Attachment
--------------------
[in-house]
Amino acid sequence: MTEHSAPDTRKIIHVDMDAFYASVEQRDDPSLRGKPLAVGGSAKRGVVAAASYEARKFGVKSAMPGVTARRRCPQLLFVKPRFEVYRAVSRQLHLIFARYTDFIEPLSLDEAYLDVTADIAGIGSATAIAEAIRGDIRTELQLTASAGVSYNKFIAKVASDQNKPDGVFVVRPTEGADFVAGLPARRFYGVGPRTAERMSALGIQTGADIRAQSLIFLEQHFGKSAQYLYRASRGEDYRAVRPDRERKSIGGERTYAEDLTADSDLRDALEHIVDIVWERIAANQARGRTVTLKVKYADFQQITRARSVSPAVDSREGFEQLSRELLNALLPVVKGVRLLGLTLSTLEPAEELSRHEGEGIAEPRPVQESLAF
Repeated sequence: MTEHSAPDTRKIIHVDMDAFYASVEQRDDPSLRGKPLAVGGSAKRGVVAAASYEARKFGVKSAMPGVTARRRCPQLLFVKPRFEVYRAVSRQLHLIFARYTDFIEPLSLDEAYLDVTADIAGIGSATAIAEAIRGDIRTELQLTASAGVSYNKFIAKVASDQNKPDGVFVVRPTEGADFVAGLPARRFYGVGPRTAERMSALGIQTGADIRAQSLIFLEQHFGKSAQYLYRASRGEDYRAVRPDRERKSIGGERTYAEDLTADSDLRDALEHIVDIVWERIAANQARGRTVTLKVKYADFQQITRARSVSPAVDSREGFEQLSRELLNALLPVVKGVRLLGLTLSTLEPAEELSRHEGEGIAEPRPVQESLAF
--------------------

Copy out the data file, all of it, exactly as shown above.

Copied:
[in-house]
Amino acid sequence: MTEHSAPDTRKIIHVDMDAFYASVEQRDDPSLRGKPLAVGGSAKRGVVAAASYEARKFGVKSAMPGVTARRRCPQLLFVKPRFEVYRAVSRQLHLIFARYTDFIEPLSLDEAYLDVTADIAGIGSATAIAEAIRGDIRTELQLTASAGVSYNKFIAKVASDQNKPDGVFVVRPTEGADFVAGLPARRFYGVGPRTAERMSALGIQTGADIRAQSLIFLEQHFGKSAQYLYRASRGEDYRAVRPDRERKSIGGERTYAEDLTADSDLRDALEHIVDIVWERIAANQARGRTVTLKVKYADFQQITRARSVSPAVDSREGFEQLSRELLNALLPVVKGVRLLGLTLSTLEPAEELSRHEGEGIAEPRPVQESLAF
Repeated sequence: MTEHSAPDTRKIIHVDMDAFYASVEQRDDPSLRGKPLAVGGSAKRGVVAAASYEARKFGVKSAMPGVTARRRCPQLLFVKPRFEVYRAVSRQLHLIFARYTDFIEPLSLDEAYLDVTADIAGIGSATAIAEAIRGDIRTELQLTASAGVSYNKFIAKVASDQNKPDGVFVVRPTEGADFVAGLPARRFYGVGPRTAERMSALGIQTGADIRAQSLIFLEQHFGKSAQYLYRASRGEDYRAVRPDRERKSIGGERTYAEDLTADSDLRDALEHIVDIVWERIAANQARGRTVTLKVKYADFQQITRARSVSPAVDSREGFEQLSRELLNALLPVVKGVRLLGLTLSTLEPAEELSRHEGEGIAEPRPVQESLAF